Kansas City G.I.F.T. unveils short film on racial economic disparity

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Still from Our Flag is Still There. // Courtesy G.I.F.T.

Kansas City G.I.F.T. is a non-profit organization that started two years ago to help Black-owned businesses excel. Since its formation, G.I.F.T. has raised over $500,00 in grants to local Black-owned companies.

Limitations on resources, support, and opportunities in poverty-stricken areas can severely hinder the livelihood and upward mobility of Black people. To exemplify this struggle, G.I.F.T. has made its first foray into the realm of filmmaking.

Today, the organization debuted a short film titled Our Flag is Still There. The piece depicts the economic and social disconnect between races in Kansas City—and how G.I.F.T. can change a life.

“Redlining, the impact is still there,” G.I.F.T. says in the film’s description. “Worker discrimination, the impact is still there. The school-to-prison pipeline, the impact is still there. We have progressed but we still have work to do, to bring a marginalized group of people to a healthy state, and we can objectively say equality has been achieved.”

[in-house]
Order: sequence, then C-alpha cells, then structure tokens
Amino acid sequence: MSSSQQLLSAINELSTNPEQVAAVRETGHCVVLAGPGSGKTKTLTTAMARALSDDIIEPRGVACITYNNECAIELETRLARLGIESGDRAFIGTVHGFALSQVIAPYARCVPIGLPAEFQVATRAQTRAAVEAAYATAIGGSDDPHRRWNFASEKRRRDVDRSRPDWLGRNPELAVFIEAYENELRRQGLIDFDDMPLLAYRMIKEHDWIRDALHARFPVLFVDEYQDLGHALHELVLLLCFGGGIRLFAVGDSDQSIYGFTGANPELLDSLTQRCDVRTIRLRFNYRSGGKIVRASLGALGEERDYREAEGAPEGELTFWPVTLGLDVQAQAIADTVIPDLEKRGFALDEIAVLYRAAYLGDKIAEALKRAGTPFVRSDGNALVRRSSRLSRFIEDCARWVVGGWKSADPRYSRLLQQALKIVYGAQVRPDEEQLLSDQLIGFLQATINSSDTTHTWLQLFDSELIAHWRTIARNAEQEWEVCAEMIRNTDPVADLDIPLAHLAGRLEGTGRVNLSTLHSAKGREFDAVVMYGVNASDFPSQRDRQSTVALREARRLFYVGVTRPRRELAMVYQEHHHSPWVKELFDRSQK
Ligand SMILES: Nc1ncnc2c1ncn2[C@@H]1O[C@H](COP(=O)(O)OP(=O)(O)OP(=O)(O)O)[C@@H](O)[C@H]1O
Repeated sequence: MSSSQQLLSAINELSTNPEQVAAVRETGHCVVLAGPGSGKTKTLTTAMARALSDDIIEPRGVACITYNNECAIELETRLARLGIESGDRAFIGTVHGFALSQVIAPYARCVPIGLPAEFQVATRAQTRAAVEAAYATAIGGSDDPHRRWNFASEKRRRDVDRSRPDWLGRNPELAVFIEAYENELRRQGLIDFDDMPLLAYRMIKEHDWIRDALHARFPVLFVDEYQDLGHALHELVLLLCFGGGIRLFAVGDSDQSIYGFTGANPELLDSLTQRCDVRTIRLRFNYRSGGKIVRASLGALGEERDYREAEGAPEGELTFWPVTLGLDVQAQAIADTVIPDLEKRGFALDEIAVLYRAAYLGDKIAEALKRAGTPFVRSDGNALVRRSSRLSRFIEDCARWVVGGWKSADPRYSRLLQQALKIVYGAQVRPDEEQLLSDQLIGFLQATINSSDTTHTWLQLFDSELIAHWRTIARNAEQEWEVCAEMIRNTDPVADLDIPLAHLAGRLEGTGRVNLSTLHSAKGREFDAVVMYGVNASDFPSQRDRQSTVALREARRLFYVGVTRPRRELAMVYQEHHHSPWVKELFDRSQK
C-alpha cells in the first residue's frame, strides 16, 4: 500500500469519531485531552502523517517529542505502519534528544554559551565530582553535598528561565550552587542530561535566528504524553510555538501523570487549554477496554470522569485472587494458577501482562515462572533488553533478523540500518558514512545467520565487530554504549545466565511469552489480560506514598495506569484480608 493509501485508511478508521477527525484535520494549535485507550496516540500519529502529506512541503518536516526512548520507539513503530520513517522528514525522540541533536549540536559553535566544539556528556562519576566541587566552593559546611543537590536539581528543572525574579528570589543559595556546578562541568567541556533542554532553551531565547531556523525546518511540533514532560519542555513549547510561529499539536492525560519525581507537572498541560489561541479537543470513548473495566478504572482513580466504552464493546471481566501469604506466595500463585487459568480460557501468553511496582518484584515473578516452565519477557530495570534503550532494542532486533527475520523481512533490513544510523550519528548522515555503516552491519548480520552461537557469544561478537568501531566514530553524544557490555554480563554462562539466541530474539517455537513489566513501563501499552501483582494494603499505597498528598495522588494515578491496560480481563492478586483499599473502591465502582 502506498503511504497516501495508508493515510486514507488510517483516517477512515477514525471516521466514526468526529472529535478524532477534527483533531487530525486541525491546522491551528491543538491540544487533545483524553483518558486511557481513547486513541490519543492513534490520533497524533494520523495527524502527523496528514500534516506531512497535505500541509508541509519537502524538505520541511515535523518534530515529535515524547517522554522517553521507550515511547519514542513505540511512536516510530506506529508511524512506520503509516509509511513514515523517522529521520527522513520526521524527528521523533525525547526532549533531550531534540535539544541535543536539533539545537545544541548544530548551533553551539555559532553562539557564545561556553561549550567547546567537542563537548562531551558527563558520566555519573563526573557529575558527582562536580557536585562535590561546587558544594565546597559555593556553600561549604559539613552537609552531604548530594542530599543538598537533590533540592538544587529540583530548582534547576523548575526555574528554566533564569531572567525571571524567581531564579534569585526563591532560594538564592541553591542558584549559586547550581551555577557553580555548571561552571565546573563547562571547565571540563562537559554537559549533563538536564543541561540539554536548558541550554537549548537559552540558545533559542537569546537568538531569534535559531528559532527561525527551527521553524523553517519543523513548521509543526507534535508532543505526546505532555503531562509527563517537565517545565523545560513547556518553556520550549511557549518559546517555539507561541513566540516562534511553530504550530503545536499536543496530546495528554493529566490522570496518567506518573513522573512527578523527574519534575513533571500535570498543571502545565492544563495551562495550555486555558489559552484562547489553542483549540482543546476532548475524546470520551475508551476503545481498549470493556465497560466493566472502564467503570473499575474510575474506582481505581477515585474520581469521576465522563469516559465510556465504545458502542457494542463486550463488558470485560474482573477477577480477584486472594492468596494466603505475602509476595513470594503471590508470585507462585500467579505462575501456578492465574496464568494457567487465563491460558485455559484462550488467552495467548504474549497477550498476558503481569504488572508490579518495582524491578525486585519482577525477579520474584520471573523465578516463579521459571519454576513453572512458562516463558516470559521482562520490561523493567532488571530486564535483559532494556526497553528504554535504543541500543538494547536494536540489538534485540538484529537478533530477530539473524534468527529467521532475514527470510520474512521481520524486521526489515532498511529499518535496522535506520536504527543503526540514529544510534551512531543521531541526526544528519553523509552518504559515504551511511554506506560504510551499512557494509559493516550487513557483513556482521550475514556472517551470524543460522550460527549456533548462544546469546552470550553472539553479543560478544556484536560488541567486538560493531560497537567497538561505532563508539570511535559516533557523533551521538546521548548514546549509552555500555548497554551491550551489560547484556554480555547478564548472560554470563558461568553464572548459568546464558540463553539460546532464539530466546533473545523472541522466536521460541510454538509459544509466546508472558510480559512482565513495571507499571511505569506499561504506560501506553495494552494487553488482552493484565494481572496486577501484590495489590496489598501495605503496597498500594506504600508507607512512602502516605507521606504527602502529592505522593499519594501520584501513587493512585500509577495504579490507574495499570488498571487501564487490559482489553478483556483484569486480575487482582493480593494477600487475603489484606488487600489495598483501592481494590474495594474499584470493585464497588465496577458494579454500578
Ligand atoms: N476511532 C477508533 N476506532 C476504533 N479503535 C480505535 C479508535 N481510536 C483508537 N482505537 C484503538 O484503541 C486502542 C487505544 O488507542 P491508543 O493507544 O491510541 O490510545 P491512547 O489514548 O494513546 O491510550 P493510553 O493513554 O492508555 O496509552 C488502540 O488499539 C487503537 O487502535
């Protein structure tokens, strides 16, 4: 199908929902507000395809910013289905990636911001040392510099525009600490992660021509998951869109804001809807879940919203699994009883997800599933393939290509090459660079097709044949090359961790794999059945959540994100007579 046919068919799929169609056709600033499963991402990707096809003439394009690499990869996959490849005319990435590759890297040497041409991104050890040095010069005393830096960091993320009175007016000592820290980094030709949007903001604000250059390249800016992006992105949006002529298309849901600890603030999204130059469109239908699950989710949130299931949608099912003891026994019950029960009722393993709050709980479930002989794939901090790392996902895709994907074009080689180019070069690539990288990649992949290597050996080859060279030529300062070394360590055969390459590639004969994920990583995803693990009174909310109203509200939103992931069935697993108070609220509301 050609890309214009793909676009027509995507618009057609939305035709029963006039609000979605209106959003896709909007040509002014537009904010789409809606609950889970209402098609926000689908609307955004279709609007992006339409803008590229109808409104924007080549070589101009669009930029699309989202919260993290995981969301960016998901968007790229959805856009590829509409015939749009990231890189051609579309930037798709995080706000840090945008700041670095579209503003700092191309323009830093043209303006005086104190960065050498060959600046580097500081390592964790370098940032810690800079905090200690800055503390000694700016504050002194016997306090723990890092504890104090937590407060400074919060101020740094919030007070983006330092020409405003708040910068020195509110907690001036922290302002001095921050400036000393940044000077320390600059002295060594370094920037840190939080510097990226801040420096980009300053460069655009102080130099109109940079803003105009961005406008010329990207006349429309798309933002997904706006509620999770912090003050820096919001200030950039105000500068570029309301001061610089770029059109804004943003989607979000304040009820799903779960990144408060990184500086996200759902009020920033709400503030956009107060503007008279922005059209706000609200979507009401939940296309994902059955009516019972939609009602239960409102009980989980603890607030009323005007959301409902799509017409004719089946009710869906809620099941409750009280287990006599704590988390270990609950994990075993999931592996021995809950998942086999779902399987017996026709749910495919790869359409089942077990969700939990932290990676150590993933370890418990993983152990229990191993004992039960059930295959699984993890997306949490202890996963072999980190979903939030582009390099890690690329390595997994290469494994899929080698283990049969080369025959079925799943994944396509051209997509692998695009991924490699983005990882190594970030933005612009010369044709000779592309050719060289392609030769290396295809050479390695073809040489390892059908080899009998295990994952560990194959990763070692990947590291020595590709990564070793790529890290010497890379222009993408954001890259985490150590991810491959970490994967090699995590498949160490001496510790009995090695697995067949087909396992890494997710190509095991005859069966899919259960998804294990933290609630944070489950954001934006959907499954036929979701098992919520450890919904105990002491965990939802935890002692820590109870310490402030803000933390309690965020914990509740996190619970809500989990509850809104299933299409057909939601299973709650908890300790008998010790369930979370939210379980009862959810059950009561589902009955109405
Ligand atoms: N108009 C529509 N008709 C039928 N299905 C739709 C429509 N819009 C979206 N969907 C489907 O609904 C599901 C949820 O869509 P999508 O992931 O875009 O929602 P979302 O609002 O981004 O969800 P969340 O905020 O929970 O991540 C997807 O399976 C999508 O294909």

Cornell Gorman served as the creative director of the film.

“We want to create awareness, actionable, tangible steps that people can take and use to profess a marginalized group of people to create real equality,” Gorman says.

“I got this vision about two or three years ago. I used to be a personal trainer and most of the people that I trained were white. This was around the time of Trump’s election, and clients would voice their opinion—especially on Black people,” Gorman explains. “Something burned inside of me like I had to speak up for myself.”

G.I.F.T. hopes the community will be motivated to pledge support towards closing the racial wealth gap. By donating only $10 a month, you can make a huge impact on a local Black business.

Categories: Culture